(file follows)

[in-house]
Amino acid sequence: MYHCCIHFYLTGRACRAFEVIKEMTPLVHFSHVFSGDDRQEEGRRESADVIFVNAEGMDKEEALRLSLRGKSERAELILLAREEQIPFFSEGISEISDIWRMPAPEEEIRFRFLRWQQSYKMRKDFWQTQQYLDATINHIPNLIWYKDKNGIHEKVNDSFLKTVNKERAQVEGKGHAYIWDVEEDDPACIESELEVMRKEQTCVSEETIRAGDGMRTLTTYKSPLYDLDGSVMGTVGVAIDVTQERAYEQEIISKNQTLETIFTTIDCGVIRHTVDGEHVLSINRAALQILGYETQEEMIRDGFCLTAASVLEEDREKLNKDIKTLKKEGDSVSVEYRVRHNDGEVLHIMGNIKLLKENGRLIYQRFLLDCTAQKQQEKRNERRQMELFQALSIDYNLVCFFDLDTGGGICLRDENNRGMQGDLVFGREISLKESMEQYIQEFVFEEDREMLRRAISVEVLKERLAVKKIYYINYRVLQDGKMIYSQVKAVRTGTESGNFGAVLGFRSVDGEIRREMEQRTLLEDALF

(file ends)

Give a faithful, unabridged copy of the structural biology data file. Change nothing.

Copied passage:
[in-house]
Amino acid sequence: MYHCCIHFYLTGRACRAFEVIKEMTPLVHFSHVFSGDDRQEEGRRESADVIFVNAEGMDKEEALRLSLRGKSERAELILLAREEQIPFFSEGISEISDIWRMPAPEEEIRFRFLRWQQSYKMRKDFWQTQQYLDATINHIPNLIWYKDKNGIHEKVNDSFLKTVNKERAQVEGKGHAYIWDVEEDDPACIESELEVMRKEQTCVSEETIRAGDGMRTLTTYKSPLYDLDGSVMGTVGVAIDVTQERAYEQEIISKNQTLETIFTTIDCGVIRHTVDGEHVLSINRAALQILGYETQEEMIRDGFCLTAASVLEEDREKLNKDIKTLKKEGDSVSVEYRVRHNDGEVLHIMGNIKLLKENGRLIYQRFLLDCTAQKQQEKRNERRQMELFQALSIDYNLVCFFDLDTGGGICLRDENNRGMQGDLVFGREISLKESMEQYIQEFVFEEDREMLRRAISVEVLKERLAVKKIYYINYRVLQDGKMIYSQVKAVRTGTESGNFGAVLGFRSVDGEIRREMEQRTLLEDALF